Thursday August 1, 2013 | 1 comment
In China, Pu-erh is referred to as ‘Black Tea’ which can be a bit confusing to us Westerners as we use that term to refer to a specific type of tea that is definitely not Pu-erh. What we recognise as black tea is referred to as ‘Red Tea’ by the Chinese. Black tea is oxidised to give the flavour and character; pu-erh is fermented.
Pu-erh is a tea that improves with age through a slow oxidation catalysed by micro-flora on the leaves. There are collectors who will pay silly money for really well aged examples. But with the larger blocks of this tea, it is necessary to be careful, as unscrupulous manufacturers will hide poor quality leaves at the centre with good quality ones on the outside to make it look like you are getting a quality product.
To be called Pu-erh, the tea must be made from the large leafed variety of Camellia Sinensis assamica which grows in the hills of the Yunnan province of China. It was always destined to be an export tea and the locals tended to drink green tea until relatively recently. When the main form of transport was by mule trains, it could take many weeks or even months to export the products from the Yunnan region. Naturally, since teas deteriorate with time, it was necessary for tea producers to develop a method by which their tea could be transported without losing flavour. Thus this type of tea was born.
Essentially, there are two types, raw (also can be referred to as green) and ripe (also can be referred to as black). Raw is what might be classed as the authentic pu-erh since prior to the latter half of the 20th century, only raw was produced and it was aged raw that was bought and sold.
The exact details of the processing of raw pu-erh varies from producer to producer but essentially involves an initial yet optional air drying, pan frying to destroy most of the enzymes thus ensuring the goodness remains in the leaves, rolling and bruising, sun drying and pressing. Not all of the enzymes are destroyed and contribute to the flavour by providing a low level of oxidation during the drying process. Finally, the small amount of moisture left in the leaves triggers the fungi and other microbes to ferment, thus imparting the final character to the tea. If the dried leaves are pressed into cakes for transport and sale, fermentation will take longer than if they are left loose. Loose fermented raw pu-erh tea can be taken to market after 2-3 years.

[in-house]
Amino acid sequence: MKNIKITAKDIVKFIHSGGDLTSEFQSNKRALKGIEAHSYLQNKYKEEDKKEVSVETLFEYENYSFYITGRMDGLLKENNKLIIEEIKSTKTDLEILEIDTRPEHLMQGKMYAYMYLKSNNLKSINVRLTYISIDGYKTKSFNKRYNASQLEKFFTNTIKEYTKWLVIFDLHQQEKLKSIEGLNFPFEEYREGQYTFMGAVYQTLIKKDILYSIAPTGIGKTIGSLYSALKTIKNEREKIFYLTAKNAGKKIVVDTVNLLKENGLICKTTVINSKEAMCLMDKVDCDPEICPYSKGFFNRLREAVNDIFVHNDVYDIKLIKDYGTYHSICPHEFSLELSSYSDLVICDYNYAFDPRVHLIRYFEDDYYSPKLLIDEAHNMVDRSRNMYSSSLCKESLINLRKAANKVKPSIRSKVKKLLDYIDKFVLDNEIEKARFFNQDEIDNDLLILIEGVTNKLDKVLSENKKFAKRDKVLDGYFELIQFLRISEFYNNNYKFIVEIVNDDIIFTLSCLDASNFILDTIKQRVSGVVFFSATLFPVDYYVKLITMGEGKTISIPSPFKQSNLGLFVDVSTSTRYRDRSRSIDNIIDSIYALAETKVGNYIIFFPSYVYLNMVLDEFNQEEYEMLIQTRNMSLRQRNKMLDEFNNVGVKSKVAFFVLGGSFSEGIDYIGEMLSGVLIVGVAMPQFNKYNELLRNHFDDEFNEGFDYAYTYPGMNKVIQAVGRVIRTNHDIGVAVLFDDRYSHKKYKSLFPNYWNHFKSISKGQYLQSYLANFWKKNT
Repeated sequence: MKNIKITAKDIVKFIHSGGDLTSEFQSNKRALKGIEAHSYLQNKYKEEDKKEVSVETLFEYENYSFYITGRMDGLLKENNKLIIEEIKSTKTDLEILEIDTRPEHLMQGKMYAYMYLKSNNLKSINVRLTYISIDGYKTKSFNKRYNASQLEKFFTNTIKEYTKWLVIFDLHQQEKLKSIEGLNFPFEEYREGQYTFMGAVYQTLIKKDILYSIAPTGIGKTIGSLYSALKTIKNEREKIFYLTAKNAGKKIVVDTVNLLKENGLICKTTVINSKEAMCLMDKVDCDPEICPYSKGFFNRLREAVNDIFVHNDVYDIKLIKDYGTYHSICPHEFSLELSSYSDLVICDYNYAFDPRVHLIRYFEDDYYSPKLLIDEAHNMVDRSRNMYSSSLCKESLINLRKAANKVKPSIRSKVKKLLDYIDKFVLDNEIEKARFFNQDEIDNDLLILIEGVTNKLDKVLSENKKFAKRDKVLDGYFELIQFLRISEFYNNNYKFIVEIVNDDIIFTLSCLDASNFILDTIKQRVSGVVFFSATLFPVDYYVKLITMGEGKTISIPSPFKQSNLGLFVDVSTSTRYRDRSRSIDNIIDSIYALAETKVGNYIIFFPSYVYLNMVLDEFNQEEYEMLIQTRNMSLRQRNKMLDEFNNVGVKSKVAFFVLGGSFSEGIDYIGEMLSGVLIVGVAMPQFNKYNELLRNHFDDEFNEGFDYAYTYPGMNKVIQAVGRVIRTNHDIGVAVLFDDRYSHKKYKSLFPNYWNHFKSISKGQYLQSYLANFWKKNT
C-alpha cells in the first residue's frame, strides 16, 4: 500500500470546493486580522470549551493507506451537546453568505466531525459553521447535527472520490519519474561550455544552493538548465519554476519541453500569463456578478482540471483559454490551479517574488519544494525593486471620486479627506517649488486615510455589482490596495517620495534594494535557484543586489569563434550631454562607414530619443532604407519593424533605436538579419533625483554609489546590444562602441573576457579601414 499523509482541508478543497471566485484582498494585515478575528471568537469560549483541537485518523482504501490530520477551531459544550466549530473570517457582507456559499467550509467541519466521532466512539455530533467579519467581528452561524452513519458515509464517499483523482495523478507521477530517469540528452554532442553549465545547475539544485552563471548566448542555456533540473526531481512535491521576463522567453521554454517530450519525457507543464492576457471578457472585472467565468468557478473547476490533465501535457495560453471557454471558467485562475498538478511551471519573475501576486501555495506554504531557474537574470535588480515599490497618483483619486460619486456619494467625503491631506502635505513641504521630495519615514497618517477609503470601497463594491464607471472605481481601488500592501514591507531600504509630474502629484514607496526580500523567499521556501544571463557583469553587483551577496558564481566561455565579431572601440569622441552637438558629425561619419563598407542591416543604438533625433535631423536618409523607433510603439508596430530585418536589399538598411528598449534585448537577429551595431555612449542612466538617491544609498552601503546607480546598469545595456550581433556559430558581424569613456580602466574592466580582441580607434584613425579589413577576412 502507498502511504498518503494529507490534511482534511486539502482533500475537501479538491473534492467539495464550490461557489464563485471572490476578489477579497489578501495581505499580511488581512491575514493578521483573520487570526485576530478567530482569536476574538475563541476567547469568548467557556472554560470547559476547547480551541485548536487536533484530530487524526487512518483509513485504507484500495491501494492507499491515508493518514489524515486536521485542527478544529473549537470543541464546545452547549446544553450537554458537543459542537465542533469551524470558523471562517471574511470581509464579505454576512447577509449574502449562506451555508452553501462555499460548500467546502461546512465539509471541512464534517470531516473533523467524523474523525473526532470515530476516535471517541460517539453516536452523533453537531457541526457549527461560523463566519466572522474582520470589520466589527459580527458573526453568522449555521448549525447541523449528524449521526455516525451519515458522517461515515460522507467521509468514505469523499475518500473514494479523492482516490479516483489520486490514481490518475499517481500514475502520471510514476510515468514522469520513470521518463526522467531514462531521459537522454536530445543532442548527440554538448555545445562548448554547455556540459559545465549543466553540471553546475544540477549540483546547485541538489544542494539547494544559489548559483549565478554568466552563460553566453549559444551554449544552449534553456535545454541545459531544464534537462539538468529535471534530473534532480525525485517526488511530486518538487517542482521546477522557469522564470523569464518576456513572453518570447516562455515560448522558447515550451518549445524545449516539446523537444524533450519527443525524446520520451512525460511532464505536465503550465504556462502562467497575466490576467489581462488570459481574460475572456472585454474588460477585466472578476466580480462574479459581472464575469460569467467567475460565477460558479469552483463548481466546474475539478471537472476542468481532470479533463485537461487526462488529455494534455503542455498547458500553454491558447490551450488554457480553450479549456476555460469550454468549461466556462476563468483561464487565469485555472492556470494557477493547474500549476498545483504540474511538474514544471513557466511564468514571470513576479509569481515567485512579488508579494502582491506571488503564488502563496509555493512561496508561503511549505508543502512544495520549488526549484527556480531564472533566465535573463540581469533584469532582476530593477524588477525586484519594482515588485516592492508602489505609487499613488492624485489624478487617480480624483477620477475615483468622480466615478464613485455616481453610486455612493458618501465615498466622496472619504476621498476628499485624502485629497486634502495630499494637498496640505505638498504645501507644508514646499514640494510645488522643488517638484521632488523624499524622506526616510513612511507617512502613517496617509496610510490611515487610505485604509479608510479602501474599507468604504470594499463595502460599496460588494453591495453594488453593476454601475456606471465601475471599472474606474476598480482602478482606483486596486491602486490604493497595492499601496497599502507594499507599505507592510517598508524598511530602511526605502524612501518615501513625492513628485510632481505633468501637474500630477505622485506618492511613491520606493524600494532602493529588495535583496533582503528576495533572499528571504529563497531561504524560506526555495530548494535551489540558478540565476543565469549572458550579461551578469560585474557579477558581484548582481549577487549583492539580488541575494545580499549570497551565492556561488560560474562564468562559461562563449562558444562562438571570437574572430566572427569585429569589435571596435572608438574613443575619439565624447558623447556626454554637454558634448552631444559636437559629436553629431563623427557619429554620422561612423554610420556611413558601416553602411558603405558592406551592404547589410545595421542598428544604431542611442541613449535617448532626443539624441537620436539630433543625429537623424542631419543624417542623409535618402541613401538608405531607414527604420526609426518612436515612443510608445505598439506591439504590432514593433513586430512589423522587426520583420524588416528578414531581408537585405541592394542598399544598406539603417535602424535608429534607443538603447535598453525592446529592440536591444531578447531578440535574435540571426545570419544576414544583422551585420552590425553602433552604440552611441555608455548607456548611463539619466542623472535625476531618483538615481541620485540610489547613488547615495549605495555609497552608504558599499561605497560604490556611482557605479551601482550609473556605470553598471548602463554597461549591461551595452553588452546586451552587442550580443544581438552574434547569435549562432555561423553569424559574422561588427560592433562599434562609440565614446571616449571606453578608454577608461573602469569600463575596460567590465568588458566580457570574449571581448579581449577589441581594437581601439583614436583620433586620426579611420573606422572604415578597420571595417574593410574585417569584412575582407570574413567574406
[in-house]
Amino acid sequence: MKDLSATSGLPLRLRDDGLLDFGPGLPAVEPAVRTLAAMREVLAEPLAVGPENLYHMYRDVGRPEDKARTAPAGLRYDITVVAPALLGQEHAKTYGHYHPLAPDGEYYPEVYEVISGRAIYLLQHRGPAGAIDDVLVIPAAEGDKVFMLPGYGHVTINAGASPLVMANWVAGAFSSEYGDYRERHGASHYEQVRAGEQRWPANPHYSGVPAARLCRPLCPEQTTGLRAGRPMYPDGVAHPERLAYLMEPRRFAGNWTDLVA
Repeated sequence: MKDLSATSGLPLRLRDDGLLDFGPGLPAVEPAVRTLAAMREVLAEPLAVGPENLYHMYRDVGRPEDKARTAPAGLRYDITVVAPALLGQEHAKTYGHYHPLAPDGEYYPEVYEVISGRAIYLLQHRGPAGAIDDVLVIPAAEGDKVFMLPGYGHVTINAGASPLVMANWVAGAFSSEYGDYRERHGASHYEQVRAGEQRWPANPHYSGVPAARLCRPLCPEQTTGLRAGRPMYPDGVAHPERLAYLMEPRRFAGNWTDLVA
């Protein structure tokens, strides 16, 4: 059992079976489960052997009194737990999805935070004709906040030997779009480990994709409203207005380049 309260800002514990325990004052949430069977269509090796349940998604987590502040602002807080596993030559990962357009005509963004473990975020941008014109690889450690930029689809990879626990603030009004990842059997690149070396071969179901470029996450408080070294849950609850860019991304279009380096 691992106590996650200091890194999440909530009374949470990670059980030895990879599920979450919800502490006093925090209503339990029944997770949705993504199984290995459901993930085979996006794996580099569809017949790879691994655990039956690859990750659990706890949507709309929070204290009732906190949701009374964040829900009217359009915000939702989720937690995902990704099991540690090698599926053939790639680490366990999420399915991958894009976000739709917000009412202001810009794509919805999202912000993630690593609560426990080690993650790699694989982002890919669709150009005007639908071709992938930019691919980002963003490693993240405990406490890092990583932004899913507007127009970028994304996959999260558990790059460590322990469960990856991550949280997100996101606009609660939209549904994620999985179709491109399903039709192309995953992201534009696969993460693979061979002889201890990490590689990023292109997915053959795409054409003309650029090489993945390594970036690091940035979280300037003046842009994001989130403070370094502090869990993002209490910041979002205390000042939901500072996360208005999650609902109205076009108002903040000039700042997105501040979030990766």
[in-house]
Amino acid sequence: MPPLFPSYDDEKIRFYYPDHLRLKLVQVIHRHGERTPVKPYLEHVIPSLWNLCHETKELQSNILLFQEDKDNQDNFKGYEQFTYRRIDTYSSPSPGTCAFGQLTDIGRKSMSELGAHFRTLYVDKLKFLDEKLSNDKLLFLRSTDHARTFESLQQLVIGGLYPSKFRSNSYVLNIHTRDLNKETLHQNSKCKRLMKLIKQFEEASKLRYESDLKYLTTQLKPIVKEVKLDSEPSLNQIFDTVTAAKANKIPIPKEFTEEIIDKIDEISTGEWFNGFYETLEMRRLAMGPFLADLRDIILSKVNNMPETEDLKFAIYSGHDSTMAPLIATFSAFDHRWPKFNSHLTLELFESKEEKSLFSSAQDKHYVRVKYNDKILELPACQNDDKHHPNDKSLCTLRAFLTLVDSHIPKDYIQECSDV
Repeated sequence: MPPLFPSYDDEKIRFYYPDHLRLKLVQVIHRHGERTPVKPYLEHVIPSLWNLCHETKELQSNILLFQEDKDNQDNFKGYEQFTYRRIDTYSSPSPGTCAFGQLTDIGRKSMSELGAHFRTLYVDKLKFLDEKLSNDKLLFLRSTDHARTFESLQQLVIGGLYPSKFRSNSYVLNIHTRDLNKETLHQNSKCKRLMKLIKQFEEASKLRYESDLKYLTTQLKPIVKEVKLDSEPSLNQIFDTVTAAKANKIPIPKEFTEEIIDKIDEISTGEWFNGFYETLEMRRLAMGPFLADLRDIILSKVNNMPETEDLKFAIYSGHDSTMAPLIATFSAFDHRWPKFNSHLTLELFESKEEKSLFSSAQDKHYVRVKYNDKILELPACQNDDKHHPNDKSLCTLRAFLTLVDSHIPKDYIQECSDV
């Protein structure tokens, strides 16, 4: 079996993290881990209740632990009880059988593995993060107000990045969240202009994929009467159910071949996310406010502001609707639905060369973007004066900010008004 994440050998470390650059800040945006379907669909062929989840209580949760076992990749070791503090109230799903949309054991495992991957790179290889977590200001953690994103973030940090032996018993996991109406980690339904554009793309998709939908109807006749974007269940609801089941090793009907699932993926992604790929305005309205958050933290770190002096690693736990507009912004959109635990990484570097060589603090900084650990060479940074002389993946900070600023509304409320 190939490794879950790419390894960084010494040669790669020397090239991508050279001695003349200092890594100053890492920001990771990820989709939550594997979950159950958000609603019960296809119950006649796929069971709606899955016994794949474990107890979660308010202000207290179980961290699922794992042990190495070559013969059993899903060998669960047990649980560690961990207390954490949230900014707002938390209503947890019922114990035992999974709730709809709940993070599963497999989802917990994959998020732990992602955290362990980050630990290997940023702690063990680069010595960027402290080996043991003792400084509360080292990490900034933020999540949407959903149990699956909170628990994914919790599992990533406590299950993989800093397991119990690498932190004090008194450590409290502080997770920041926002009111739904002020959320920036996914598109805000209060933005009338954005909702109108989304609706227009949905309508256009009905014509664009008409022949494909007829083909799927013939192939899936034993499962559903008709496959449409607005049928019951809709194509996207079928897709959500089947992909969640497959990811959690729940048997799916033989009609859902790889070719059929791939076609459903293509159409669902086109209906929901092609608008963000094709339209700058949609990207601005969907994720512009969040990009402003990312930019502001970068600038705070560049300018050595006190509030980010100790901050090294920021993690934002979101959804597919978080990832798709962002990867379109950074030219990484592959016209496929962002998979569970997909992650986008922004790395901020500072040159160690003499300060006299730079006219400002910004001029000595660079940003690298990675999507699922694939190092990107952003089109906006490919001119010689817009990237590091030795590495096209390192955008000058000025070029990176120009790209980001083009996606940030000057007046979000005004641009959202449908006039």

In the 1970′s, a system was developed where the rolled and dried leaves are then piled loosely in a controlled atmosphere to accelerate the fermentation meaning the tea can hit the market within 6 – 12 months, up to 2 years sooner than with the raw pu-erh tea.
Both types slowly improve with age and 10 years is not an uncommon length of time to leave this tea prior to drinking. It is sold in cakes of various shapes and sizes. In the form of Mushrooms, it is known as Juan Cha; in the form of discs (cakes) it is known as Bing or Beeng Cha; Tuo Cha is a bell shaped block whilst square cakes are known as Fang Cha. The traditional shape is the brick form, Zhuan Cha. Please note that the spellings are an approximation of the sound of the names when spoken in Chinese and different companies may spell them differently.
So there you have it, a brief resume of the complexity and treasure that is Pu-erh tea.